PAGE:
Showcasing Khmers in the Creative Arts Industry.

Recognizing Inspiring Organizations and Aspiring Individuals.

Ikandy – Model, Aspiring Actress and Activist


Meet IKandy. When modeling seemed to be an accomplished dream for many girls all over the world, it didn’t suffice for Karen. She wanted to fight for Cambodian rights. Putting her notoriety to good use, Karen Co- Founded “The SCC project” where the organization helps to rebuild Cambodian communities one village at a time.

“I’m a very outgoing, empathetic and ambitious person. Driven and goal –oriented. I am independent, but very sociable. Originally I am artist, I’ve been drawing since the age of 5. I absolutely love music! My first real dream is to be a singer or dancer. I played in the orchestra since 5th grade. I dabbled in acting as a teen and also in College. So it looks like I’ve always been fascinated in the entertainment world. I am a business woman as well and hopefully run my own indie record label and modeling/talent agency in the near future. and lastly, I have a career in nursing for almost 7 years.” – IKandy

Are you a 100% Cambodian?

Karen: As far as I’m concerned I’m 100% Cambodian. My dad is 100% Cambodian, and I live, drink, eat, breathe Cambodian.

Where were you born and where do you reside?

Karen: I was born in the D.C area but currently reside in New Orleans, Louisiana.

When did you decide you wanted to become a model?

Karen: 3 and half years ago.

What was your first gig or big break?

Karen: My first magazine spread was in Cred Xtra Magazine and feature online as well, since then I have been featured in over 20 web sites, featured in over 2 movies, Ne-Yo’s music video and over 7 magazines. My most recent gig was a 2011 Seagram’s Gin Calendar shoot in Tampa, FL.

What famous entertainers or models do you admire?

Karen: I admire only Somaly Mam, and she’s neither model nor entertainer. She’s a huge Cambodian rights activist in Cambodia.

How do you feel about the scarcity of Southeast Asians in the media and TV?

Karen: I feel that not many Asians in the US pursue this career option as much as other races. Not that we aren’t needed, but just hard to find. This may be due to how Asians are raised and their culture.

I understand that you are involved in Cambodian rights; can you tell me more about your role in the organization?

Karen: Growing up with parents that were coping of loss of family, friends and homeland from a genocide, then relocated to a foreign country they know nothing about, was a huge responsibility for the new generation Khmer children. This is something I recognized amongst many Khmer families. My mom had developed a mental disease from her trauma and I was deeply affected by our culture, my mom’s behavior and upbringing, my childhood vs. American children. I realized that not many people knew of the history that occurred 30 years ago, and I decided that I wanted to do something about it, so no one would grow up the way I did, or go through what my parents went through. My first step; I co-founded a non-profit organization with my partner Tara Miller in Australia, called The SCC Project(Strengthening Cambodian Communities) where we focus highly on the importance of education and rebuilding Cambodian communities one village at a time. Currently we are helping the Aranh village, by also offering sponsorship opportunities for the families that can’t afford books, bikes, or school tuition. I am the Director of Volunteers, for those that want to do more than donating money. If you are interested, please visit our website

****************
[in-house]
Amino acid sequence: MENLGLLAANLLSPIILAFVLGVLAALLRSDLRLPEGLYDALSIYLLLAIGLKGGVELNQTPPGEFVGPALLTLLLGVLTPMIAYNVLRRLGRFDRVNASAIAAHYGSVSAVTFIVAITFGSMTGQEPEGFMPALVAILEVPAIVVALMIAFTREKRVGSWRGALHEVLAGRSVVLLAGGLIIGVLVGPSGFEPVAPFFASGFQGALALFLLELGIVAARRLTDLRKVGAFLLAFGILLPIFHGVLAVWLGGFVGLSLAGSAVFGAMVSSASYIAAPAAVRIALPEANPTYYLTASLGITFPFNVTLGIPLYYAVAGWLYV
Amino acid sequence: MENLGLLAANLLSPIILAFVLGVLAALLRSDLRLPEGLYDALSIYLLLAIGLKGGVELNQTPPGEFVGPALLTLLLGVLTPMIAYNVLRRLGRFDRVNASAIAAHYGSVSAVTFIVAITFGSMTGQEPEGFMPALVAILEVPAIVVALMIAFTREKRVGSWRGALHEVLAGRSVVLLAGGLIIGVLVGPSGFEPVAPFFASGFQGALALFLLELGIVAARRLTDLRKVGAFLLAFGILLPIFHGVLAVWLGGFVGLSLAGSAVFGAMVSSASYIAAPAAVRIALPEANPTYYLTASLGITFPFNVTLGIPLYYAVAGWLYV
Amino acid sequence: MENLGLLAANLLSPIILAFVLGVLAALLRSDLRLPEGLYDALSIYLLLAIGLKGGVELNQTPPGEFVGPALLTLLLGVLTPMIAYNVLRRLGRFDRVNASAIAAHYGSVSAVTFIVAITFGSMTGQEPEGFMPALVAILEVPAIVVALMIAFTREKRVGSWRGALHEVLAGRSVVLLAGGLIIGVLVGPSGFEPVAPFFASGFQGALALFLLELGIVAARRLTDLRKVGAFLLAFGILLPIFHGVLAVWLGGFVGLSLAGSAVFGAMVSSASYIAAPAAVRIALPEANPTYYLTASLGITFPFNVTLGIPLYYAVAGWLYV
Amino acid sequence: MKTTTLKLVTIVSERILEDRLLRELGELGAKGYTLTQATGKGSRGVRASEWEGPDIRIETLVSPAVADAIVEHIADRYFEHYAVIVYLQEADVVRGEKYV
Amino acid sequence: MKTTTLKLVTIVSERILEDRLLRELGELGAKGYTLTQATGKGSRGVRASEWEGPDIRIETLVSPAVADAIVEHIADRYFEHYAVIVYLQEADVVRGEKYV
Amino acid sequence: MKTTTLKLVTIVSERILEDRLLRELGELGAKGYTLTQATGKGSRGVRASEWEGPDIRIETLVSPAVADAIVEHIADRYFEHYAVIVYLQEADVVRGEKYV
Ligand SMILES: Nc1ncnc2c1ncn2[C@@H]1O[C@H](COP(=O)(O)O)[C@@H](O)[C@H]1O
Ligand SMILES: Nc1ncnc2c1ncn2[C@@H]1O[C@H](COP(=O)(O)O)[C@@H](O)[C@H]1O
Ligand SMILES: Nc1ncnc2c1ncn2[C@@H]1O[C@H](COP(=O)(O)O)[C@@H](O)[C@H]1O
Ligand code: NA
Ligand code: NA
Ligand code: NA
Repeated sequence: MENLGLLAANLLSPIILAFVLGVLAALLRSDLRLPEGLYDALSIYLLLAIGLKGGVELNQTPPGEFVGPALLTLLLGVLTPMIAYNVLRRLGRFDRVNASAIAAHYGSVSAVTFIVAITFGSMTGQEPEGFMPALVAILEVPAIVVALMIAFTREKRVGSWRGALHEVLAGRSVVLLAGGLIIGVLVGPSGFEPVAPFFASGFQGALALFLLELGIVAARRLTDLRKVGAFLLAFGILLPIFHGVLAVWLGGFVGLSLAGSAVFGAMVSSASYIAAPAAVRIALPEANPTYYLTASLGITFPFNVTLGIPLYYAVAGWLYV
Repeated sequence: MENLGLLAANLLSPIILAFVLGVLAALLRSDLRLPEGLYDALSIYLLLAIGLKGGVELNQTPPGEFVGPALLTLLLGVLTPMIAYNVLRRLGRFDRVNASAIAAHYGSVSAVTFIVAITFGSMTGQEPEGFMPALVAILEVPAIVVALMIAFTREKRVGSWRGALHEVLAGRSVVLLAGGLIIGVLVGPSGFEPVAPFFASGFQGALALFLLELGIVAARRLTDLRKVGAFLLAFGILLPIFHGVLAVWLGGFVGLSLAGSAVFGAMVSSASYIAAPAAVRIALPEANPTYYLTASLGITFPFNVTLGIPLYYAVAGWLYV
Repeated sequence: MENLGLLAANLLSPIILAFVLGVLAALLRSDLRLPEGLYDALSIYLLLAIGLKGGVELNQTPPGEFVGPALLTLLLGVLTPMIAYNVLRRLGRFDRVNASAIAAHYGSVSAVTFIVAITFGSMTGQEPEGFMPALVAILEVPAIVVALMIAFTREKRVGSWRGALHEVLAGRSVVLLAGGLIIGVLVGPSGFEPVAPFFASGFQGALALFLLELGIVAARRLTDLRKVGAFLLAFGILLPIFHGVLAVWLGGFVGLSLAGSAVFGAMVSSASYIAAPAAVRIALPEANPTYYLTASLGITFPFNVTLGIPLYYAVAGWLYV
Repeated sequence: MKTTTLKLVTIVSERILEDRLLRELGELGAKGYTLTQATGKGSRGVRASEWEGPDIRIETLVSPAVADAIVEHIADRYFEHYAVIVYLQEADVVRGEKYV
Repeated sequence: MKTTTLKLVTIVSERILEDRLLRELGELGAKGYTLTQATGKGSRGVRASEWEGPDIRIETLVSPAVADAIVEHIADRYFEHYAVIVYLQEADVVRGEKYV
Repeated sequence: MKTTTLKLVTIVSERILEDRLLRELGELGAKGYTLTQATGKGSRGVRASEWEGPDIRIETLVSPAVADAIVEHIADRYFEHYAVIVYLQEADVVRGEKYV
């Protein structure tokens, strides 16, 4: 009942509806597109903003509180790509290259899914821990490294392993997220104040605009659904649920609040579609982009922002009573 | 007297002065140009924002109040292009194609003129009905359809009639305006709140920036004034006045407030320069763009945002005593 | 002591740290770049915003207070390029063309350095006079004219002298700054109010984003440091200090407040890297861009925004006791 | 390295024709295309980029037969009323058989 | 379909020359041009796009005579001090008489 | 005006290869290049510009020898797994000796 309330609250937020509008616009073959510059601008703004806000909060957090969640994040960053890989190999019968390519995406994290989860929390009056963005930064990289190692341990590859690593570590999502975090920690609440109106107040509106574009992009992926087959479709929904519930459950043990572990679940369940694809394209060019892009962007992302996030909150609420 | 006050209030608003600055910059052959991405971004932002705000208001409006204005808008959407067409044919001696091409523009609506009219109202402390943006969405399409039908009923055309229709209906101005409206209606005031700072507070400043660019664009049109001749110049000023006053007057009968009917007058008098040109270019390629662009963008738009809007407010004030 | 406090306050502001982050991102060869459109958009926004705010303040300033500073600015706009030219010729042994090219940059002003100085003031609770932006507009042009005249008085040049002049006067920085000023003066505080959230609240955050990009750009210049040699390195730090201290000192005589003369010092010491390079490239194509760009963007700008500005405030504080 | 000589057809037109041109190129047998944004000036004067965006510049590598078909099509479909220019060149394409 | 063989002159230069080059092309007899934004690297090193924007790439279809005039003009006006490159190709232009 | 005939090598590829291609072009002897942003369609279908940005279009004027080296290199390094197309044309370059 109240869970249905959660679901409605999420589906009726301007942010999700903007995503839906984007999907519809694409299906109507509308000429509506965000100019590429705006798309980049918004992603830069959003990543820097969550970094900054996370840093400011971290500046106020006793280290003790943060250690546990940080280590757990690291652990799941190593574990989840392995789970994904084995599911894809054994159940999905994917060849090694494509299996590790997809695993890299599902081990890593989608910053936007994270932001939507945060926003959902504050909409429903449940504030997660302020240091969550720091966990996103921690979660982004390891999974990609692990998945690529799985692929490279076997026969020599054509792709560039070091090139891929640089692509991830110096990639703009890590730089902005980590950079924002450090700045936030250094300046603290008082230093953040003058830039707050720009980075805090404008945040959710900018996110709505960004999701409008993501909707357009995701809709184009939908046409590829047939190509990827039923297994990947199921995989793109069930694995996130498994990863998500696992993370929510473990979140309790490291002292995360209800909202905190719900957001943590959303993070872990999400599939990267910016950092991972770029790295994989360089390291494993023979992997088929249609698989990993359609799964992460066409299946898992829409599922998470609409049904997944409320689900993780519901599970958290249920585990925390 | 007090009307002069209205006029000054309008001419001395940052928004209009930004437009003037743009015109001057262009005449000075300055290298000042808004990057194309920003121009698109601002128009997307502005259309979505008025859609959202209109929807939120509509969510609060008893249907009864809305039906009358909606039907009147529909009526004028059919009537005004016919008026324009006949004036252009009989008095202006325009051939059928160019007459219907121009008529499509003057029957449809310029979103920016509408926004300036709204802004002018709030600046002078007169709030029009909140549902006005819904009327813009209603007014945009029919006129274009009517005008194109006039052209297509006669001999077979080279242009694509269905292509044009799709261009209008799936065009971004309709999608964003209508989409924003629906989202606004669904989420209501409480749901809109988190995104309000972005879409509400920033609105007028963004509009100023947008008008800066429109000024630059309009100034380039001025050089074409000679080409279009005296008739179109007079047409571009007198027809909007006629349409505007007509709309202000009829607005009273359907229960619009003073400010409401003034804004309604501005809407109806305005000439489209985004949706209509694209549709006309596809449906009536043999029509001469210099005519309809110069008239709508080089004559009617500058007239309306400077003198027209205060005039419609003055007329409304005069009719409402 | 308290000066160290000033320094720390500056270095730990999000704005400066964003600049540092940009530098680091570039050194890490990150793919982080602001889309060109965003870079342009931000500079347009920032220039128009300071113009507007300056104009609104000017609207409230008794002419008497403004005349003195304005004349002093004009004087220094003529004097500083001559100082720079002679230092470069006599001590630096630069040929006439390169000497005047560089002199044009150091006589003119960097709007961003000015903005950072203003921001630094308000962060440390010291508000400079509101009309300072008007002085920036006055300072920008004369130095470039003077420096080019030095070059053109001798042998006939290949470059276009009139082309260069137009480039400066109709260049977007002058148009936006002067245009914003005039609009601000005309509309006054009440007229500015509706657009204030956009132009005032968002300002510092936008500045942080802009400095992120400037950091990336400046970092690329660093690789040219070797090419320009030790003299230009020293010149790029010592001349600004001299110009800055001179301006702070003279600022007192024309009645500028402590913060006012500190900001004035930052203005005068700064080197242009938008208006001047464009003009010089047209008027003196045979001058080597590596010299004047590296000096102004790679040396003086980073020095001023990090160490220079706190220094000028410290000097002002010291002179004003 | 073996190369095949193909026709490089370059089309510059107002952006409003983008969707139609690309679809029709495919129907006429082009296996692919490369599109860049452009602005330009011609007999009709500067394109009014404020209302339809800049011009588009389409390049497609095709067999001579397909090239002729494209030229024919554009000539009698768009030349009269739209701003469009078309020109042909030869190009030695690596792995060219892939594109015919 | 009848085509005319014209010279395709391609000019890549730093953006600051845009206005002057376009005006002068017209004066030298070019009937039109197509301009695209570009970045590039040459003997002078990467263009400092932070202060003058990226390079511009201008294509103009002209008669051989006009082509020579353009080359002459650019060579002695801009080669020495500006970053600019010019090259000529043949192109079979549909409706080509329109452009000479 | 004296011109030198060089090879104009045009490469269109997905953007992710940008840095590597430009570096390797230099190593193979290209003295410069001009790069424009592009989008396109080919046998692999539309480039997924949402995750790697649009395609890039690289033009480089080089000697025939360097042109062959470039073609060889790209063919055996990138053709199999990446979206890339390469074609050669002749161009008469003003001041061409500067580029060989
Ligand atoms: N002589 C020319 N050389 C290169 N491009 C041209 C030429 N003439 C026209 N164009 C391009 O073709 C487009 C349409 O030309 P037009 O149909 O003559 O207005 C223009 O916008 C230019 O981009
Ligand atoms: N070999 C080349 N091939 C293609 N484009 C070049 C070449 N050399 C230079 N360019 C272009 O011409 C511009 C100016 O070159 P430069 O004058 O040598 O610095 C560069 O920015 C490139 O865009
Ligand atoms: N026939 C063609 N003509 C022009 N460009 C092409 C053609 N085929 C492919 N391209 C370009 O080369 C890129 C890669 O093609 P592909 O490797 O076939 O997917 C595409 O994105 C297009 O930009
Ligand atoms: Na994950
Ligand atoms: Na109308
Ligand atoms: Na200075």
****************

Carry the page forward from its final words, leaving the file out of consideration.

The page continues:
I also recently directed and coordinated a fashion show for another non-profit organization in New York, called Nomi Network, here in New Orleans, Louisiana. An organization dedicated to eradicate sex slavery and human trafficking in Cambodia, by rescuing, providing rehab and training to offer sex slave survivors or at risk women a better opportunity to provide for their family. We showcased their line of bags called “Buy Her Bag Not Her Body”, that are hand made by these wonderful women. The fashion show was a collaboration of enriching the audience with Cambodian history, performances by my personal friends and singer Bochan Huy from Oakland, California and dancer Ranna Khut from D.C. to fund raise, so they can continue their efforts. I use the entertainment industry as a vehicle to promote awareness about Cambodia and human trafficking that still plagues our country. Visit to learn more or buy a bag at

What is your favorite Khmer dish?

Karen: Salaw Machu Groueng and Khaw

What are your future goals in the modeling industry?

Karen: I want to work for and spokes model for one of the biggest make-up companies in the world, Cover Girl. I want to be one of the first Cambodian American model to be recognized internationally.

What advice would you give to others who are interested in getting into modeling?

Karen: Know your strengths and weaknesses, research the industry and remember not everyone can be a model.

For more about Karen:

Check out her websites at:
Follow Karen on Twitter
Like Karen on Facebook



1. Photo by CE Wiley
2. Photo by Damon Hall, Make-up by The Make Up Lab – Gambit Weekly’s CUE Magazine – Issue July 2010
3. Photo by Franky V
4. Photo by Michael Siu, Make-Up by Maria Broussard – “Wear a Krama Campaign”
5. Photo by Michael Siu, Make -Up by The Make Up Lab
6. Photo by CE Wiley – Cred Xclusive Print Magazine Spring Issue

Originally Posted by Sophia S.

Disclaimer: Guest articles are accepted and published on the website. The opinions and statements made within the guest posts are those of the author and do not represent Cambodian Alliance for the Arts as a whole, nor do they represent other guest authors' opinions. Any copyright remains with the author, and Cambodian Alliance for the Arts accepts no liability for any inaccuracies present nor any breaches of intellectual property rights.

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